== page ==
Colorado Criminal Law – Using and Understanding the Effect of Posttraumatic Stress Disorder
by Colorado Criminal Defense Lawyer for Criminal Defense Law and Tactics – H. Michael Steinberg
Introduction: What is Posttraumatic Stress Disorder (PTSD)?
A person suffers from PTSD when he or she
1) has experienced, witnessed, or confronted an event that involved actual or threatened death, serious injury, or threatened physical integrity;
2) has responded with intense fear, helplessness, or horror;
3) experiences certain symptoms, including re-experiencing of the event, avoidance of reminders of the event, and hyper-vigilance/hyper-arousal
A diagnosis of PTSD is made when a person meets the DSM criteria. PTSD exists in many contexts and has a possible presence among immigrant from areas of social unrest or conflict, veterans, those who live in neighborhoods with especially high rates of violence, and those who suffered from sexual or physical abuse.
Clues to PTSD
The Criminal Defense Lawyer looking to determine a viable PTSD diagnosis should search for clues such as drug or alcohol abuse, numbing of emotions, difficulty sleeping nightmares, waking up startled, and depression. Determine if there is military service, or determine from the individual’s childhood, neighborhood, or family, whether there has been a traumatic event in the person’s past
Examples of the symptoms of PTSD also include nightmares, intrusive memories, avoiding the neighborhood where a trauma occurred even if it means going out of the way, avoiding watching television shows or news that remind the person of the event, jumpiness, being easily startled, and scanning the environment for danger, and irritability.
Only an expert can diagnose PTSD. Even with a prior diagnosis of PTSD, it critical to hire a trial expert during the pendency of a criminal case to review this diagnosis.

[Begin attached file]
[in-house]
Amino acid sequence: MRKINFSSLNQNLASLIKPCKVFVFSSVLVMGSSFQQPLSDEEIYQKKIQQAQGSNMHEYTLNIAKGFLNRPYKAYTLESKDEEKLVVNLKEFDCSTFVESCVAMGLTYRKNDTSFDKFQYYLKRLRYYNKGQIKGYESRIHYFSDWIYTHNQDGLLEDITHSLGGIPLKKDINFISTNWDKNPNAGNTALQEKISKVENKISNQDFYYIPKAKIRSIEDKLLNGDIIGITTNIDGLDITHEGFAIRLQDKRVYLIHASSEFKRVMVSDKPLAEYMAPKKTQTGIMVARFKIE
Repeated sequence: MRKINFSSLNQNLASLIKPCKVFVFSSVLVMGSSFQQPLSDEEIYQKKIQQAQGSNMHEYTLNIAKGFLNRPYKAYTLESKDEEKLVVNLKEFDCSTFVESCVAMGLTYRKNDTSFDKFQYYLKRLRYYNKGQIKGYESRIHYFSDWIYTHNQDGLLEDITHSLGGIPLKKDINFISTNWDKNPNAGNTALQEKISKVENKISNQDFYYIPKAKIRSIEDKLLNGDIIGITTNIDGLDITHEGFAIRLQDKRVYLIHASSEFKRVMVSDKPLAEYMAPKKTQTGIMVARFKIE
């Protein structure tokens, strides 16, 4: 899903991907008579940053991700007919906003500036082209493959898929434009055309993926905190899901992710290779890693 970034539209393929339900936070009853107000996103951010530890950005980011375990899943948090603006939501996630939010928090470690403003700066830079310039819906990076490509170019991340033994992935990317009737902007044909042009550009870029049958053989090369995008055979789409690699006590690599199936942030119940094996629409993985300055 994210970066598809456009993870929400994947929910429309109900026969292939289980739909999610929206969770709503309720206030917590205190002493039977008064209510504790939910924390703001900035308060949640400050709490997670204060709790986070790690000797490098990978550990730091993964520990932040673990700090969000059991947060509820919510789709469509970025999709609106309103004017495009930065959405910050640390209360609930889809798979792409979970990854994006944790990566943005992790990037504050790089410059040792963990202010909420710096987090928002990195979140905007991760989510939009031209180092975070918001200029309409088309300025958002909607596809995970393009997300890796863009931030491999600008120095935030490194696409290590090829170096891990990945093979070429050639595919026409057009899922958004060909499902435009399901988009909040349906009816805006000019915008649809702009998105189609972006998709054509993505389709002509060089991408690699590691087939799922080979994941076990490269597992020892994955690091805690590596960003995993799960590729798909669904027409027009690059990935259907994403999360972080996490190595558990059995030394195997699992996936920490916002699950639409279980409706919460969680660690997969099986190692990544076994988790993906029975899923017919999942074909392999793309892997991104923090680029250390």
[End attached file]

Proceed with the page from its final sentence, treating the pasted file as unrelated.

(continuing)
Diagnosing PTSD: For the diagnosis – see the criteria of the American Psychiatric Assn., Diagnostic and Statistical Manual of Mental Disorders,
An Expert can help answer certain important tactical questions in defending a Colorado Criminal Case:
Questions to an expert of about the implications of PTSD include:
How can this disorder-PTSD-affect a person’s mental state, behavior, and judgement?
How does a person’s PTSD affect his ability to form the [knowing, willful, etc.] mental state alleged in the crime charged?
How can PTSD affect the person’s judgment at the time of the alleged offense?
How is PTSD linked to the behavior in this case?
How did the PTSD contribute to the criminal activities?
Did the charged person’s PTSD cause him to take the action he did?
Did PTSD disorder cause the person to take the action at the time the act occurred?
Did the PTSD order affect the charged person’s motivation in committing this action?
Legal definitions may vary significantly from psychiatric definitions of the same concepts, such as insanity and competency.
PTSD as a Mental Health Defense at Pretrial, Trial, and Sentencing Stages.
At what stages is it proper to raise the existence of PTSD?.
Posttraumatic stress disorder may provide a defense at trial, either by supporting an insanity efense or by showing inability to form a mental state.
All Colorado criminal defense attorneys must not fail to investigate and present evidence of PTSD if it exists in any context.
How does PTSD relate to the commission of a crime?
PTSD may provide a defense to the crime charged, either because the Defendant was insane at the time of the offense, or was unable to form the charged mental state. A Defendant suffering from PTSD may also have grounds that may be presented as mitigation for the commission of a crime at the time of sentencing, because the existence of PTSD reduces culpability. W
The Need to Obtain Medical History Records
Medical and psychiatric records created near the time of the crime are critical to this defense, as are records that show the Defendant’s mental health history. Persons with PTSD may have sought veterans’ benefits through the Veteran’s Administration or disability benefits with the Social Security Administration. School counseling records, physician’s history and physical workups, substance abuse provider notes, and attorney’s records may all provide relevant observations and former diagnoses. Neighborhood crime rate data, military service records (especially showing combat), police reports, rape kit evaluations, and accident scene re-enactments may also show critical details of the source of a Defendant’s trauma.
PTSD is recognized as a legitimate mental disorder and as a valid defense.
Evidence about it is admissible in criminal, civil, and military proceedings. Courts frequently admit evidence of a victim’s PTSD, and defense counsel should consider using case law permitting this evidence to bolster their requests for consideration at sentencing.
This does not mean that presentation of a mental health defense will be obstacle-free.
Presentation of relevant evidence at trial requires strategic planning